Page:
July 22nd, 2008

Chris Keeley


July 20, 2008

Inside Nairobi, the Next Palo Alto?

IN the republic of innovation, life is unfair. A relatively small number of places — all in wealthy countries or in China and India — create nearly every important technological advance.

Other places must be content with technologies made by others. Yet people in these areas are dreaming of more.

Consider Wilfred Mworia, a 22-year-old engineering student and freelance code writer in Nairobi, Kenya. In the four weeks leading up to Apple’s much-anticipated release of a new iPhone on July 11, Mr. Mworia created an application for the phone that shows where events in Nairobi are happening and allows people to add details about them.

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Chris Keeley

California now has more than two hundred thousand physician-sanctioned pot users and hundreds of dis

Dr. Kush
How medical marijuana is transforming the pot industry.
by David Samuels

California now has more than two hundred thousand physician-sanctioned pot users and hundreds of dispensaries.

the Tibetan prayer flags suspended on a string over the sleeping body of Captain Blue rose and fell in fluttering counterpoint to the wheezy rhythm of his breath. Lifted by a gentle breeze off the Pacific Ocean, each swatch of red, white, yellow, or green cotton bore a paragraph of Asian script. Every time a flag flaps in the breeze, it is thought, a prayer flies off to Heaven. Blue’s mother says that when her son was an infant he used to sleep until noon, which is still the time that he wakes up most days, on his platform bed in a one-bedroom apartment overlooking Venice Beach, a neighborhood of Los Angeles.

It was now three o’clock in the afternoon, and Captain Blue was dozing after a copious inhalation of purified marijuana vapor. (His nickname is an homage to his favorite variety of bud.) His hair was black and greasy, and was spread across his pillow. On the front of his purple T-shirt, which had slid up to expose his round belly, were the words “Big Daddy.” With his arm wrapped around a three-foot-long green bong, he resembled a large, contented baby who has fallen asleep with his milk bottle.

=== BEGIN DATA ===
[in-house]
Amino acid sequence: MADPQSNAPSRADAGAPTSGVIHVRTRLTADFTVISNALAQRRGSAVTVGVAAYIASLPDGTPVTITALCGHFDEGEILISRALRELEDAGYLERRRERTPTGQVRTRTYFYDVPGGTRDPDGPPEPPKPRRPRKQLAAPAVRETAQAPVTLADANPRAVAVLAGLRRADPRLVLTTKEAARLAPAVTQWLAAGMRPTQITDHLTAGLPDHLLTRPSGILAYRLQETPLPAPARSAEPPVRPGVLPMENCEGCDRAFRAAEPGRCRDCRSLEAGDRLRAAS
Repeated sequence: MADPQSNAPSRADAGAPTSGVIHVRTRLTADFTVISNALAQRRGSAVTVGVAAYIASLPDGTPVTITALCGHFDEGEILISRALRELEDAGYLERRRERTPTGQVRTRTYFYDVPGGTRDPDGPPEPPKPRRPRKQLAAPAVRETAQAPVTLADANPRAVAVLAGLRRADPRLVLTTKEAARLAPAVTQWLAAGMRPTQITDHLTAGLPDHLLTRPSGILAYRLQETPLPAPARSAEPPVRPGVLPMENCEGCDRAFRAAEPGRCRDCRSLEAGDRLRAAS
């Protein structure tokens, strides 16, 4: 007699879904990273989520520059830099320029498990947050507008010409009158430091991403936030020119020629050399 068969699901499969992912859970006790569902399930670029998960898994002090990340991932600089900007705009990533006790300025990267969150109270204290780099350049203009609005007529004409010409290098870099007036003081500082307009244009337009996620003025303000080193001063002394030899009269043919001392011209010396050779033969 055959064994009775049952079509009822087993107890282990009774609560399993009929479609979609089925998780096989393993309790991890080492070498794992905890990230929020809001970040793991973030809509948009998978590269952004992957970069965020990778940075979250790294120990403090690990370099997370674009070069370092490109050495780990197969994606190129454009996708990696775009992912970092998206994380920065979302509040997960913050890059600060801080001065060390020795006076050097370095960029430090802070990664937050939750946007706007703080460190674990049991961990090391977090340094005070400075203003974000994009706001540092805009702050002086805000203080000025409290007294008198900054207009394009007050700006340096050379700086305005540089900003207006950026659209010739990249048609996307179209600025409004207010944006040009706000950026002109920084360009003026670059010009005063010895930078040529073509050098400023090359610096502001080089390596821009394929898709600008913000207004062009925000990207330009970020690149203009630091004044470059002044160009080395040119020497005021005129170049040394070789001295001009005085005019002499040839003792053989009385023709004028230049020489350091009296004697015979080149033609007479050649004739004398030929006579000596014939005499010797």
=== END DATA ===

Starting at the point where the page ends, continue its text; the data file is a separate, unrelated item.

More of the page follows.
Captain Blue is a pot broker. More precisely, he helps connect growers of high-grade marijuana upstate to the retail dispensaries that sell marijuana legally to Californians on a doctor’s recommendation. Since 1996, when a referendum known as Proposition 215 was approved by California voters, it has been legal, under California state law, for authorized patients to possess or cultivate the drug. The proposition also allowed a grower to cultivate marijuana for a patient, as long as he had been designated a “primary caregiver” by that patient. Although much of the public discussion centered on the needs of patients with cancer, AIDS, and other diseases that are synonymous with extraordinary suffering, the language of the proposition was intentionally broad, covering any medical condition for which a licensed physician might judge marijuana to be an appropriate remedy—insomnia, say, or attention-deficit disorder.

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Chris Keeley

Michael, a sixty-year-old man with a gray ponytail, was wearing jeans, a faded navy T-shirt, a yello

Michael, a sixty-year-old man with a gray ponytail, was wearing jeans, a faded navy T-shirt, a yellow flannel shirt, and a battered fleece vest. Shifting impatiently from one foot to the other, he read from a poster on the wall stating that words and phrases like “weed,” “dope,” and “getting stoned” were used to “devalue, disempower, and criminalize people who choose to use medical cannabis.” Recently, he noted, characters on “Desperate Housewives” had used the words “medicine” and “medicating” while referring to cannabis consumption. The culture was changing. “We see cannabis as a gateway herb,” he said.

Upstairs, he showed me a light-filled waiting room with a grand piano and handcrafted wood chairs and couches. Someday soon, he said, the room would be filled with patients waiting to meet with therapists practicing massage, acupuncture, and other healing arts. Licensed professionals would be available to consult about medication, diet, and exercise. The waiting room was even equipped with children’s toys, so that mothers could bring their kids to appointments. As we spoke, he trimmed some long-stemmed flowers that were in a vase on top of the piano. He then sat down and played a passage of Brahms.

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